You can get a sense of the kind of plants they’re protecting from their Web site, and from this blog by Rob Evans, Plant Ecologist with the NCPCP. Even small donations can make a big difference. As you can see from this page, even $25.00 is enough to pay for essential tools they need to protect the preserves.
We protect ourselves, our gardens, and those who come after us when we protect our native ecosystems. This year, please consider donating the money you were going to spend on a new plant or gardening tool for your yard to one of the many conservation nonprofit organizations valiantly working to protect us all.
If I bummed you out with yesterday’s post, you may be interested in today’s suggestions for combatting what seems to be an exponential loss of species diversity in the southeastern United States, and especially in North Carolina, where the pace of “progress” has exacerbated the damage.
Southeastern gardeners and lovers of native flora and fauna haven’t been sitting idly by. A number of nonprofit groups are out in our wild and not-so-wild places, attempting to preserve and protect them, and to educate the public about their value.
A few NC conservation groups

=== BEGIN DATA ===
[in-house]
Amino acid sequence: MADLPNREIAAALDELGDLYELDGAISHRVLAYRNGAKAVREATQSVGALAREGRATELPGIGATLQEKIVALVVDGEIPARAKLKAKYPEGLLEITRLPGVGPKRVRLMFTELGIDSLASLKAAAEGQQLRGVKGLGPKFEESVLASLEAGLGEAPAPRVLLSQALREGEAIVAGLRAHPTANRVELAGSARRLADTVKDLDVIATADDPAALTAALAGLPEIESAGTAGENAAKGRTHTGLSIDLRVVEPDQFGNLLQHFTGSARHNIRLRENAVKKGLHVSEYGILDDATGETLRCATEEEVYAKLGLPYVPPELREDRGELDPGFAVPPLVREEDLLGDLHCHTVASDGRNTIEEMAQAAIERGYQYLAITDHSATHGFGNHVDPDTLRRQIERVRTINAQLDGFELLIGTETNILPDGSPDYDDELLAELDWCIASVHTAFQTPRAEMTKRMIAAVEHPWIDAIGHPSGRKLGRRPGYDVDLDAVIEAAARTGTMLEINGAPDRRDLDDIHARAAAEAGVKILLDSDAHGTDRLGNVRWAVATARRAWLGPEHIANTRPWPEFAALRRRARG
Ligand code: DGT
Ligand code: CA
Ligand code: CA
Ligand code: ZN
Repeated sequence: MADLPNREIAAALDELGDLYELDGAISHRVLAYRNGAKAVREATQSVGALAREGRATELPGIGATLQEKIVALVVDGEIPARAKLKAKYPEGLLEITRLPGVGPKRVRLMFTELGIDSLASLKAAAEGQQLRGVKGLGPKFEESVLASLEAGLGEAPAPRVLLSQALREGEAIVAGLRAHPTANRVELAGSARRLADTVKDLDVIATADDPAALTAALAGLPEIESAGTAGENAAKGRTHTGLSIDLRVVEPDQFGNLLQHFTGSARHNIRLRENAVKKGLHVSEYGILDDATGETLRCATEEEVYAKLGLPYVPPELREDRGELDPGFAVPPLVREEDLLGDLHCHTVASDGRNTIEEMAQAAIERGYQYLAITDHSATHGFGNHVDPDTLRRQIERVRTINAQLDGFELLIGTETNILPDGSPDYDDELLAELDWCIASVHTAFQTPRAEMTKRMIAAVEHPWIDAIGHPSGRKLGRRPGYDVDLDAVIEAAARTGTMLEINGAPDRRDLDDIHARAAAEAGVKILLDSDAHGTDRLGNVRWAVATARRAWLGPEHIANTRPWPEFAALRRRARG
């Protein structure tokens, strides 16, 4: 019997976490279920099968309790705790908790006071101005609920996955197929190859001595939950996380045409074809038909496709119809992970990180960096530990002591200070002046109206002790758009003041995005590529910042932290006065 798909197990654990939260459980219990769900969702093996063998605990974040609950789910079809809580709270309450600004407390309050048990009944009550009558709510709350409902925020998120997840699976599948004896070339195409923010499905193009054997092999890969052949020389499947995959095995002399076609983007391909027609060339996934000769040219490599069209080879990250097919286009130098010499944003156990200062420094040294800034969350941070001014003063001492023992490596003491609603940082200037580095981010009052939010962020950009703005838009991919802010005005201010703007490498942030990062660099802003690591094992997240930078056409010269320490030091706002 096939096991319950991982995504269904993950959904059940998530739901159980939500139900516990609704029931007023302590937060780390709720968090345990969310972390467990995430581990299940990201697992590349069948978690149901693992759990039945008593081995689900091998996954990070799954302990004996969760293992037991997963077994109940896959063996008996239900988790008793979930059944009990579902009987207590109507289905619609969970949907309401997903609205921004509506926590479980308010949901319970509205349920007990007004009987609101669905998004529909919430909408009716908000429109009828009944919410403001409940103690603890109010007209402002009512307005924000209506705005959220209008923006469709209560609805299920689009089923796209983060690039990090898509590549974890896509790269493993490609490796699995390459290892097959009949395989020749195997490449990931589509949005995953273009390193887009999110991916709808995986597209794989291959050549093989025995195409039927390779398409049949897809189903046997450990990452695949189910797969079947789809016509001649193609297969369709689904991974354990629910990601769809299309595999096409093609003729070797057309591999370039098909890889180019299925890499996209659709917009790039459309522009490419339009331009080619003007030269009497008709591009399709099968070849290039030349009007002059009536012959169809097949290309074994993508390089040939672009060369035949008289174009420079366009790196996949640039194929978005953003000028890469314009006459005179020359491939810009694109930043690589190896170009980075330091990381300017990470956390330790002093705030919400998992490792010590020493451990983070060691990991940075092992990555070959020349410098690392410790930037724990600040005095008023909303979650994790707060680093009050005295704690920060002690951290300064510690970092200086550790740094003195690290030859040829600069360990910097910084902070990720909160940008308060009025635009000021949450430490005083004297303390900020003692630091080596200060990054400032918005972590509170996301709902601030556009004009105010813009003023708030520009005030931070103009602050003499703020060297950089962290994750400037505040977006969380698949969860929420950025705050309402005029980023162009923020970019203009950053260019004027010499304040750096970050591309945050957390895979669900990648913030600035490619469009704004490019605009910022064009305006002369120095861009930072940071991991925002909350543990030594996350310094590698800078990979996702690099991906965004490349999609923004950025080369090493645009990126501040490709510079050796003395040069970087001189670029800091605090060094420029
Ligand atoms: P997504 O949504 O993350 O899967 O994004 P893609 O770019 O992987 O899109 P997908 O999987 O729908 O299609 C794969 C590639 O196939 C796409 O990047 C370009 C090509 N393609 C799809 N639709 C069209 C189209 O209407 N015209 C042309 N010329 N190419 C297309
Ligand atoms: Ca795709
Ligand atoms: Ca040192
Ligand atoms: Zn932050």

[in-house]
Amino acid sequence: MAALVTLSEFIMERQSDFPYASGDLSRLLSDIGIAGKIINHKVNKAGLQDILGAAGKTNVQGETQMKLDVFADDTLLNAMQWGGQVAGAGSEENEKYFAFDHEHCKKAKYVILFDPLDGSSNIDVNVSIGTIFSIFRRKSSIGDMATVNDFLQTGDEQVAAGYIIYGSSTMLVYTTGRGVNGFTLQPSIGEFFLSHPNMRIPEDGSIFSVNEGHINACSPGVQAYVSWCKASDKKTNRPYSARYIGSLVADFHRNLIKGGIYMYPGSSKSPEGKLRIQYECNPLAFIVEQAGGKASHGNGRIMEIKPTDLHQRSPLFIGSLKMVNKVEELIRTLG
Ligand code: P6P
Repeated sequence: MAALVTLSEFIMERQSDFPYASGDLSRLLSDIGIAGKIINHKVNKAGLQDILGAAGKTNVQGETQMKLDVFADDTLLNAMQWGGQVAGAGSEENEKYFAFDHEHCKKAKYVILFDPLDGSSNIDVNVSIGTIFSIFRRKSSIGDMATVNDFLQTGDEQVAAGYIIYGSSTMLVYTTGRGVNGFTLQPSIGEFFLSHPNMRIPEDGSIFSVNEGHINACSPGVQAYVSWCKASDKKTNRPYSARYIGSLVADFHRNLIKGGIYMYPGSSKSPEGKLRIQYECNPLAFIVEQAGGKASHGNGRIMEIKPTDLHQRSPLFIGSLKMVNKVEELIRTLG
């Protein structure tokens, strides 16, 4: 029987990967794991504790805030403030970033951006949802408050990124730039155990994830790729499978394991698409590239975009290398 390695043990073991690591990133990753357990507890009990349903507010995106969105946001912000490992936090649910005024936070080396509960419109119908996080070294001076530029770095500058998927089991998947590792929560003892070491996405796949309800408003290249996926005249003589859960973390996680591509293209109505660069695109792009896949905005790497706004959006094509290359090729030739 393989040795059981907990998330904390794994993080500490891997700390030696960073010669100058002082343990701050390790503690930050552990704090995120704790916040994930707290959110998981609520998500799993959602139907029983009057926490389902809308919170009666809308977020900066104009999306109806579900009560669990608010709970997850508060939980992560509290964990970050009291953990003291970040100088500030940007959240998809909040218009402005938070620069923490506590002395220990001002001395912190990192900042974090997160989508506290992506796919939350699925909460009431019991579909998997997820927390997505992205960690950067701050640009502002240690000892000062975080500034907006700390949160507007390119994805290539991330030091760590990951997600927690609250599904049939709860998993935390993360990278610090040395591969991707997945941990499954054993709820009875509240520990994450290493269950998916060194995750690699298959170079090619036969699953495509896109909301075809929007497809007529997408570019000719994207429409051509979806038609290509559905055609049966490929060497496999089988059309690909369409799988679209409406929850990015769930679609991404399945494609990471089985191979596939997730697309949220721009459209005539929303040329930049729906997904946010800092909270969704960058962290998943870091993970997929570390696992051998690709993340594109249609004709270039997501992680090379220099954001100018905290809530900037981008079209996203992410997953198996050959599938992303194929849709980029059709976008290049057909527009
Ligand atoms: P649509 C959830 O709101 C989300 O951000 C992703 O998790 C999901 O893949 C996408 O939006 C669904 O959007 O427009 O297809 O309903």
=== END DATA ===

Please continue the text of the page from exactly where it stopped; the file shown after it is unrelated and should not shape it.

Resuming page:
Groups like the NC Audubon Society, and the North Carolina chapter of The Nature Conservancy are pretty well known. More regional conservation groups in North Carolina include the Triangle Land Conservancy, which is not only working to preserve the area’s shrinking number of high-quality natural areas, but is also using some of its properties to work with a local food bank to grow food that’s helping to feed the poor in the counties of the region.
The North Carolina Native Plant Society
The North Carolina Native Plant Society is another worthwhile nonprofit dedicated to “promoting enjoyment and conservation of North Carolina’s native plants and their habitats through education, protection, and propagation.” Their membership fees are quite low, they have great, fun field trips and picnics, they give scholarships to worthy students, and they even go on plant rescue missions, during which they dig up and relocate plants before the bulldozers erase them. Folks who participate in plant rescues can keep what they save to plant in their own gardens.
The North Carolina Botanical Garden
I’ve told you more than once why I think the NC Botanical Garden in Chapel Hill, NC is worth supporting. They are the only botanical garden in the region with the explicit mission “to inspire understanding, appreciation, and conservation of plants in gardens and natural areas and to advance a sustainable relationship between people and nature.”